Just like everyone around our table can choose which pizza to eat, so should people be able to choose which aid they receive.
From the Blog on choice
The thing about change we rarely read about is that choices are not always between one desired outcome and one undesirable – both are desired
Consent assumes two or more equals are engaging. When we distribute aid, we require an exchange of information for the aid. We are bartering.
Is there an alternative? Are we able to uphold our imperative of giving aid to those who need it? Or are we only giving to those who give us their data?
Cash programming will ‘save’ humanitarian aid when we decide it is ok for the people affected to tell us what they want in kind and what they want as cash.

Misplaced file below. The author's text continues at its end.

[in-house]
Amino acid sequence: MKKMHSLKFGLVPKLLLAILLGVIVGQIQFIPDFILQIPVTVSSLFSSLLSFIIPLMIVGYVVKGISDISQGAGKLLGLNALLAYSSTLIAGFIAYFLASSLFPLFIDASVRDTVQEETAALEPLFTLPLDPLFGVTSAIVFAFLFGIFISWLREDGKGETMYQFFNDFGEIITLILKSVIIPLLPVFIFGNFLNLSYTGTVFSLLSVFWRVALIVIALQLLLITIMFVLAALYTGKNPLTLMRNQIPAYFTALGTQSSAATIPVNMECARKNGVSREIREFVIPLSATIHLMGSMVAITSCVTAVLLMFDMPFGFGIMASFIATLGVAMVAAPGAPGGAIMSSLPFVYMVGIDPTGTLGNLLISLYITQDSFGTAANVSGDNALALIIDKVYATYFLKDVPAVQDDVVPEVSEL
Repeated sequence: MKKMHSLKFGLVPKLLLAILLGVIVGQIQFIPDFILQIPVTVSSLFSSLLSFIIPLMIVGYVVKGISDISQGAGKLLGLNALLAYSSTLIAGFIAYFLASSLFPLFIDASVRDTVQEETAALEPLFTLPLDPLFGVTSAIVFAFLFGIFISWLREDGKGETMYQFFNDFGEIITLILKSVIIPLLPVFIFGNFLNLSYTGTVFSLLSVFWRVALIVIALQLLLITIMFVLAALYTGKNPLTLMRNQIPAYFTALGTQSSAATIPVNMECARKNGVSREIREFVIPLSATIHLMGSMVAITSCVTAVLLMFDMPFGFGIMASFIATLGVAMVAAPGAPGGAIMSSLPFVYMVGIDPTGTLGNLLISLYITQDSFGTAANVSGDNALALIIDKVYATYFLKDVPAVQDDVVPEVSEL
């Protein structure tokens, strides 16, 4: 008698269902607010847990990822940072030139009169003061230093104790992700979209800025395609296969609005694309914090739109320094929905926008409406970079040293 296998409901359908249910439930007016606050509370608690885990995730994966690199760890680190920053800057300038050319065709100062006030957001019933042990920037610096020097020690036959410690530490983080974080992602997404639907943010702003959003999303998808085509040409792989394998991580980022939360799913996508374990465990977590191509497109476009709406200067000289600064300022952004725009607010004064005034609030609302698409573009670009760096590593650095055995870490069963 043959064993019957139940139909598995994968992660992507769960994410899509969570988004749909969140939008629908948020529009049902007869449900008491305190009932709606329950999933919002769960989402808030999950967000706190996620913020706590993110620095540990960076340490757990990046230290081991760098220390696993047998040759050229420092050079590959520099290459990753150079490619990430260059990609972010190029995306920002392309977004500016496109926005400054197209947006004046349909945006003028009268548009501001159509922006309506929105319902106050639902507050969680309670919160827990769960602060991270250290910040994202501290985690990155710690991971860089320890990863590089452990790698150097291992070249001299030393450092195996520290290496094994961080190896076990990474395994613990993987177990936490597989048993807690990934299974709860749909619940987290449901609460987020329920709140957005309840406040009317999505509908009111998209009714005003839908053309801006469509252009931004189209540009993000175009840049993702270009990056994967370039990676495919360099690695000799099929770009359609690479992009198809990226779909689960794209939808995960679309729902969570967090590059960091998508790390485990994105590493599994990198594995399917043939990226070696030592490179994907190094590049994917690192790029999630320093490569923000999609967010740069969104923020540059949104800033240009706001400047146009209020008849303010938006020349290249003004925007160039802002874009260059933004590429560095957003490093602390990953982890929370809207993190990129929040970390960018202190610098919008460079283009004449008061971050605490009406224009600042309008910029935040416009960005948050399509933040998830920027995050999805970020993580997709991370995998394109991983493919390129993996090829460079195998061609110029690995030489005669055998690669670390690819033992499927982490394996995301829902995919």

Going digital requires us to have back ups. However, backups tend also to be digital. So perhaps an even better option is to always have alternatives.
When we design systems and operations, which do not enable choice or actively take away choice, there might be some ethical questions needing to be asked.
Perhaps it helps if we ask, “what are we choosing to spend our time and money instead of this?” And then go deeper by asking ‘why have we made that choice?’
While I’m a big believer in gut decisions, I’ve recently realised the bias it has. They often allow little room for something different; a new perspective.